The venture capitalist will see you for 15 minutes now

Brad Feld, a well-known VC, wrote an interesting blog post about "Preparing for a first meeting with me". Short (Feld likes 15 minutes) 1-on-1 meetings with VCs are often a first step to more elaborate pitch presentations. I won't repeat the things Feld has written in his post [Feld-style efficiency: you can click the link yourself :-)], but there some interesting points hiding in the text that are not explicitly spelled out.
  • Cut the small talk and the personal introductions. Get me excited about an idea, I am not (yet) interested in building a personal relationship
  • Surprise me. I want to learn something new. Don't bore me with the obvious, I know it all already, I have seen it all before
  • "Packaging" is irrelevant. I see through it. No need for slick visuals. I prefer sketches on napkins.
What sort of presentation/visuals to bring to these meetings? There is probably no right answer, but here is a suggestion:
  • Take your full PowerPoint pitch deck as a basis and show on a laptop 5 "Zen-style" slides that highlight the problem you are solving. These can be presented in 3 minutes. Close your lap top.
  • Bring with you print outs of selected other slides in your deck that can serve as a basis for your napkins. Print outs are great: you can present them in any order depending on the flow of the conversation. You can sketch and write on them. Good napkins to have as a backup are the competitive landscape (you're in the top right corner, different from anyone else), and a simple tree that explains your revenue model ("here's the magic of the numbers"). Ditch all other typical pitch deck slides (for the moment): revenue hockey stick, go-to-market strategies, team CVs etc. etc.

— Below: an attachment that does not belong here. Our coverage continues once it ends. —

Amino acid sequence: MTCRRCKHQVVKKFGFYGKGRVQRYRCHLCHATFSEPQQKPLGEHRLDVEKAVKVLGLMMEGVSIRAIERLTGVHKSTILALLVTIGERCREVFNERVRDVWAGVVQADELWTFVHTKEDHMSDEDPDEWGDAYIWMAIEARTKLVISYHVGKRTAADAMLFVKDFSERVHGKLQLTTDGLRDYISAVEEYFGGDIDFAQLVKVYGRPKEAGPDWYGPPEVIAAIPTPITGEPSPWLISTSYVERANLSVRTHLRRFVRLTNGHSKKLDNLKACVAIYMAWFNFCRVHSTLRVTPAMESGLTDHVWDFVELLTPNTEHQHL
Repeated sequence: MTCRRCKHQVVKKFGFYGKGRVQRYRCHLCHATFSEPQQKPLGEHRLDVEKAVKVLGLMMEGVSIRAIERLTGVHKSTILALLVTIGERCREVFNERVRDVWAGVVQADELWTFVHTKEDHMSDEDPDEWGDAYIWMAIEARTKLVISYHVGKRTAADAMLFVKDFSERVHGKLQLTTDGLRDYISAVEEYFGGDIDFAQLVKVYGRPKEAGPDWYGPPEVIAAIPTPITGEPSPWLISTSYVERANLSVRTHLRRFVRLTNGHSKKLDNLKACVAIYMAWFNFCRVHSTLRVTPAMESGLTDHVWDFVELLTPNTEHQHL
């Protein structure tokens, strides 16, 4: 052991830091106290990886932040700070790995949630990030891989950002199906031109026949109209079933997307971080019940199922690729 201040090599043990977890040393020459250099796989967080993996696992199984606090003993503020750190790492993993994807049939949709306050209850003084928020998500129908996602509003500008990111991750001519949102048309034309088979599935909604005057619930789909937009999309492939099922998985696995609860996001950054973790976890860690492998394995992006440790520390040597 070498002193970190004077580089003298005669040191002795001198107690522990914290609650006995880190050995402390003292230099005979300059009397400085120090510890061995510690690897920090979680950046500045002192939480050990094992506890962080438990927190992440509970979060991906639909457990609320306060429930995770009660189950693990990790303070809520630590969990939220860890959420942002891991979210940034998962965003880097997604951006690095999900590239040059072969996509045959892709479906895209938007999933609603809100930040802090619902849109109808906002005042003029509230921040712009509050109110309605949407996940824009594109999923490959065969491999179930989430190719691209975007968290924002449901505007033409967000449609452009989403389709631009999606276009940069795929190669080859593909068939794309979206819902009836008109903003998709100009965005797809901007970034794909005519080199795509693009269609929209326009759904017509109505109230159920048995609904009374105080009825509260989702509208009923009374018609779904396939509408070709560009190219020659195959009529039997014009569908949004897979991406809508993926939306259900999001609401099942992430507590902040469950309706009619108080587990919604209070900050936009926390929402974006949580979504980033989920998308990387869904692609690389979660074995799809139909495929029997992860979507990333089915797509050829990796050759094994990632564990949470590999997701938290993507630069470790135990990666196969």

And now hope that you made it to a "proper" VC pitch in a next meeting.

3 comments:

Brad Feld said...

I especially like your last point. Powerpoint presentations are useless in 15 minute meetings (and they are often useless in any meeting) since they get in the way of the actual discussion. This is especially true if they have lots of words on them since I simply spend all my time either (a) reading the slides while you talk or (b) ignoring the slides while I pay attention to you!

Nice summary.

Jan Schultink said...

Thx for stopping by Brad.

Alessandra said...

always good stuff on your blog!